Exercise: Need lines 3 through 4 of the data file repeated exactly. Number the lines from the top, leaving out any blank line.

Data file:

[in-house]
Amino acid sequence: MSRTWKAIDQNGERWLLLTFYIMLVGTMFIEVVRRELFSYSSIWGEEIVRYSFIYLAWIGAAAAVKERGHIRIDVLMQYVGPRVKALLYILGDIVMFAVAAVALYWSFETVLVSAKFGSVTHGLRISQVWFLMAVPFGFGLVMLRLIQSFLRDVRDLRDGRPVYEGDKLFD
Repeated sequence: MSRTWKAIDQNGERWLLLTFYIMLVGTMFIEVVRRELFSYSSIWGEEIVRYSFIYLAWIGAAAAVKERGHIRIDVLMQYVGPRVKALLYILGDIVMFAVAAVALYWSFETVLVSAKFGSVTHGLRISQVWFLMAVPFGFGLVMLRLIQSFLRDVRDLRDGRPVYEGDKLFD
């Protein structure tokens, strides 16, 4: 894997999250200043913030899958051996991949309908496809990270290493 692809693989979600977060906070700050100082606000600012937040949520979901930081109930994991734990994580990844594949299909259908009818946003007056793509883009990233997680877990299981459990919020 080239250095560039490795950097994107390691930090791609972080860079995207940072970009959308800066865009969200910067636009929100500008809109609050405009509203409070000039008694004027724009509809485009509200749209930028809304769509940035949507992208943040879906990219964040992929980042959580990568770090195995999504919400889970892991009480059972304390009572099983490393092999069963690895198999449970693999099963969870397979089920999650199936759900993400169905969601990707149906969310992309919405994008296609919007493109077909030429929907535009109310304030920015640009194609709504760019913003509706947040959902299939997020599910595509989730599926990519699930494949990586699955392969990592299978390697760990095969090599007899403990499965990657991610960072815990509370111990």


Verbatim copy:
Repeated sequence: MSRTWKAIDQNGERWLLLTFYIMLVGTMFIEVVRRELFSYSSIWGEEIVRYSFIYLAWIGAAAAVKERGHIRIDVLMQYVGPRVKALLYILGDIVMFAVAAVALYWSFETVLVSAKFGSVTHGLRISQVWFLMAVPFGFGLVMLRLIQSFLRDVRDLRDGRPVYEGDKLFD
């Protein structure tokens, strides 16, 4: 894997999250200043913030899958051996991949309908496809990270290493 692809693989979600977060906070700050100082606000600012937040949520979901930081109930994991734990994580990844594949299909259908009818946003007056793509883009990233997680877990299981459990919020 080239250095560039490795950097994107390691930090791609972080860079995207940072970009959308800066865009969200910067636009929100500008809109609050405009509203409070000039008694004027724009509809485009509200749209930028809304769509940035949507992208943040879906990219964040992929980042959580990568770090195995999504919400889970892991009480059972304390009572099983490393092999069963690895198999449970693999099963969870397979089920999650199936759900993400169905969601990707149906969310992309919405994008296609919007493109077909030429929907535009109310304030920015640009194609709504760019913003509706947040959902299939997020599910595509989730599926990519699930494949990586699955392969990592299978390697760990095969090599007899403990499965990657991610960072815990509370111990």